(3) Every person who contravenes this section is guilty of

(a) an indictable offence and is liable to imprisonment for a term not exceeding ten years; or

(b) an offence punishable on summary conviction.

Factors to be considered

(4) Where a person is convicted of an offence under this section, the court imposing the sentence on the person shall consider as an aggravating factor that, at the time the offence was committed, the person contravened

(a) the terms or conditions of an order made pursuant to section 161 or a recognizance entered into pursuant to section 810, 810.1 or 810.2; or

(b) the terms or conditions of any other order or recognizance, or of an undertaking, made or entered into under the common law, this Act or any other Act of Parliament or of a provincial legislature that is similar in effect to an order or recognizance referred to in paragraph (a).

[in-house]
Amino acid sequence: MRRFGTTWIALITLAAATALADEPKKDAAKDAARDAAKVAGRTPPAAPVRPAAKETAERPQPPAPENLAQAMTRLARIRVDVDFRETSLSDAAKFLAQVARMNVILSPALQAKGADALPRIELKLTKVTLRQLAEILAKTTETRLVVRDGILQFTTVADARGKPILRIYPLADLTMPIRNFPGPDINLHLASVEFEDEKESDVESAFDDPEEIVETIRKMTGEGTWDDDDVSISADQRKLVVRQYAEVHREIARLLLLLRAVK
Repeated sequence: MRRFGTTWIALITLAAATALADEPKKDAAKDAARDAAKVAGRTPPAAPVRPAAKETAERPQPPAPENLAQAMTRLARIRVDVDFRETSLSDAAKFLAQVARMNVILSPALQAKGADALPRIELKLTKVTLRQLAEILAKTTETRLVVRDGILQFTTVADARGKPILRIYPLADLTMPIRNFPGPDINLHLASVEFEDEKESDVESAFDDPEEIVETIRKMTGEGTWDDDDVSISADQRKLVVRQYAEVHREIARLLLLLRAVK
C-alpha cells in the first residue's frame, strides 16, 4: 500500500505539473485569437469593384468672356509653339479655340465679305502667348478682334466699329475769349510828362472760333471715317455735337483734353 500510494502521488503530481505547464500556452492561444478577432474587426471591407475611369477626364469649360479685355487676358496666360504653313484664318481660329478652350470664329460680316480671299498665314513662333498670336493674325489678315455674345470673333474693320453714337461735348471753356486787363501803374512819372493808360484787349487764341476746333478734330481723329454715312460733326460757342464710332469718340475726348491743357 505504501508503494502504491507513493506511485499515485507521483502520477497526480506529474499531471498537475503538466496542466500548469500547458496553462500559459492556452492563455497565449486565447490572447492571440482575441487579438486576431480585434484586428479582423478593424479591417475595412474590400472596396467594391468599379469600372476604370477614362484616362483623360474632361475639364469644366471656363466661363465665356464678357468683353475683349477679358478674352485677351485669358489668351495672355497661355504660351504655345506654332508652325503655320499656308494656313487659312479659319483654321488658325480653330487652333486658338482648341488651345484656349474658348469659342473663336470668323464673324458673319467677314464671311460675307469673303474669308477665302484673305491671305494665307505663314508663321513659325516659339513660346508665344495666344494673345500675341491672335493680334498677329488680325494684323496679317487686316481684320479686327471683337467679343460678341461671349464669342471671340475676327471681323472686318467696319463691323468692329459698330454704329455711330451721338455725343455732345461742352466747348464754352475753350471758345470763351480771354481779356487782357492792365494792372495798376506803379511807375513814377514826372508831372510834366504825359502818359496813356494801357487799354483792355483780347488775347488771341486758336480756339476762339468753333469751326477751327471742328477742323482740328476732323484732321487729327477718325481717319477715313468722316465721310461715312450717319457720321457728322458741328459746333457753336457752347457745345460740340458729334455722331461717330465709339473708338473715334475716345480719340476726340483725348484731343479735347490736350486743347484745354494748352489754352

(5) Where the court is satisfied of the existence of an aggravating factor referred to in subsection (4), but decides not to give effect to it for sentencing purposes, the court shall give reasons for its decision.

As shown above, criminal harassment may be alleged to occur when a person holds a reasonable fear for safety due to:

  1. The repeated following of a person;
  2. The repeated communication with a person;
  3. The watching of a person at home, work, or other place; or
  4. The threatening behaviour directed at a person or family member of a person.

In addition to providing a person protection from the conduct listed above, the criminal harassment charge is often viewed as an intervention to help prevent escalation into violence.

Potential Penalties